Mice bear the brunt of the Lab load - as they are highly compatible with Humans
Scientists recently reported that they had cured mice of paralysis after the animals had suffered a spinal cord injury.
Knockout Experimental Mice are Critical
Rats - Bigger Organs
Naked Mole Rats - Long Life
--- Primates Experimentation
Ethically, monkeys are used in animal research only if a particular phenomenon cannot be studied on any other species of animal, such as mice, fish or fruit flies. They are used primarily for the final drug safety tests on new medicines before they are used on humans." - Max Planck Society guidelines
The RSPCA, an animal welfare charity in the UK, says primates are "highly intelligent animals […] that suffer in similar ways to us." It goes on to say that "the capture of wild primates for use in breeding colonies and for experiments in some countries causes very significant suffering — we believe this is completely unacceptable."I
Macaques are already among the most commonly used non-human primates in biomedical research.
- A small size is the dominant primate model
- Used to study esp. in near pre-human clinical trials for Drug safety testing
- Infectious disease
Cynomolgus macaque monkeys
Also known as long-tailed or crab-eating macaques may be the focus of a "new era of animal models for Dementia, autism and other brain and psychiatric diseases.
Larger Mammals - Experimentation
Horses for Serum
Insects, Worms, Fish, Amphibians
Fruit Flies - 75% genetic similarity (disease)
Share 75% of our disease causing genes eg Metabolic
Short life benefits rapid turnover of drug testing
- Often used in drug testing for nervous system
- Sexual studies and selection
Invertebrates have no spine. They can live on land or in water.
Hydra - Aging research
- An aquatic animal
- It is "immortal" due to its regenerative skills, and it doesn't deteriorate with age
- Reproduces asexually - only one parent, all children are exact clones!
Also called Round Worm C. Elegans, it is an invertebrate animal that is self-fertile ie can fertilize itself with both male and female organs.
Benefit: Transport body - easy to manipulate cells, and see results Uses: Genetics, development and physiological studies
Jellyfish - Long Lived
Plant Studies and Unicellular
Viruses - study to CRISPR vectors!
- Viruses are "simple" in just being a protein/membrane shell around a RNA. It is a parasite and uses host cellular machinery to reproduce and spread.
- Benefits - rapid reproduction rates
Uses: Gene structure, gene regulation, Vaccine development, anti-viral
Lambda phage is a temperate virus, which infects host bacteria, such as E.coli.
was used to develop RNA sequencing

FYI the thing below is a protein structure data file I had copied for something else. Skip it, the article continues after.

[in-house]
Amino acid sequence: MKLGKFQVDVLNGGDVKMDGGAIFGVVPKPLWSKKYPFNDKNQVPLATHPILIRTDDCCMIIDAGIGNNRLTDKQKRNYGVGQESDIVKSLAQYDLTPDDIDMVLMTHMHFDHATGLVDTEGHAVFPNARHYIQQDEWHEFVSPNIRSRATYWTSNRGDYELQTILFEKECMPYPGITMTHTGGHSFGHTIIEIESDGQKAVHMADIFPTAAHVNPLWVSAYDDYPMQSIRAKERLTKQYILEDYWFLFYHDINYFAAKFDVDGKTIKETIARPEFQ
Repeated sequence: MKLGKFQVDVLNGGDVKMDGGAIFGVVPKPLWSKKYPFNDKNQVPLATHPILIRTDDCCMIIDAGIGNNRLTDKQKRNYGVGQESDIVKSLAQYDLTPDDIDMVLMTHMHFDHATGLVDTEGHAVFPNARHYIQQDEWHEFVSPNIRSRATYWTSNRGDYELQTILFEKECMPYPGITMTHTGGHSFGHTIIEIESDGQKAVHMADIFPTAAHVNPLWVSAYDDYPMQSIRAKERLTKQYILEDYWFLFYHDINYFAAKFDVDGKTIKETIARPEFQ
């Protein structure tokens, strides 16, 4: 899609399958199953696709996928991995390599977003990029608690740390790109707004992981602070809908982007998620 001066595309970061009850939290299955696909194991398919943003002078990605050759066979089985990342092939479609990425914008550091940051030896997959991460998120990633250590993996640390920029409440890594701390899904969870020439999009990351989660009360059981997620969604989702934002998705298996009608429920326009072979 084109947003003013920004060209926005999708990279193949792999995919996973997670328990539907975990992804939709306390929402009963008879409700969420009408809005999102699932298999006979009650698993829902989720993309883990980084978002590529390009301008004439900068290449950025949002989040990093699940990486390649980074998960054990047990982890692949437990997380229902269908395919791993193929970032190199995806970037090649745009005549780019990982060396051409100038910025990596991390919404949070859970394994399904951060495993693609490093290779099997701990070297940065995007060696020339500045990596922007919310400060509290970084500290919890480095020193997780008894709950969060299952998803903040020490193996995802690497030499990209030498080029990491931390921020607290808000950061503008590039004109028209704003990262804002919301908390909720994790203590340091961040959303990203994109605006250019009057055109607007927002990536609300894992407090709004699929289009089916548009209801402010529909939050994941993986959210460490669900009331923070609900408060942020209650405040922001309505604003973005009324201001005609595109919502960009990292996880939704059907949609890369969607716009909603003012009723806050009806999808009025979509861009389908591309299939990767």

Tobacco Mosaic virus
Prokaryotes are more complex than viruses but still lacks a distinct nucleus, the thing that controls the activity of a cell.
Benefits: Grow fast and cheap Products: Many biochemistry products are produced by Bacteria
- E.coli (Escherichia coli)
- Thrives with and without oxygen
- Very common in our environment
Eukaryotes have a clearly defined nucleus and evolved about 2 billion years ago.
They include protists. Protists are often but not exclusively microscopic, single-celled organisms.
- Being nuclei based cells they are much closer to human cells
- Benefit is easy to manipulate
Baker's Yeast - 25% genetic similarity
- 25% same genes as humans!
- Baker's yeast is used in genetic research
Eukaryotes also include fungi. There's Neurospora crassa, an orange bread mold, for instance, that's been used to study metabolic regulation and the circadian rhythm — the latter being a field that won a Nobel Prize only a few years ago.
Fungi are used in genetic research esp. Coprinus cinereus mushrooms. They have been useful in the study of meiosis, or cell-division, which is important for understanding reproduction.
Mustard family - Thale Cress
Arabidopsis thaliana is also a eukaryote. It belongs to a group of so-called higher plants.
- Benefits are in its small small and easy to grow
- it has a short generation time : the average time from the birth of one living thing to the birth of its offspring
- It produces up to 10,000 seeds per plant (tiny mustard seeds)
- It's easy to manipulate and mutate via pollination
It has since become integral to genetics studies and stem cell research and is still delivering insights.
1821 has been used for 200+ years since a Swiss botanist called A.P. de Candolle coined the term Arabidopsis to describe a group of Brassicaceae plants in the mustard family in 1821.
- Later a German botanist, Friedrich Laibach, then "established the mustard plant A. thaliana (L.) Heynh as a model organism in plant genetics.
- It was the first plant to have its complete genome sequenced.
- Easy to grow in green houses, they are often both used for plant and agricultural studies, as well as genetics fundamentals.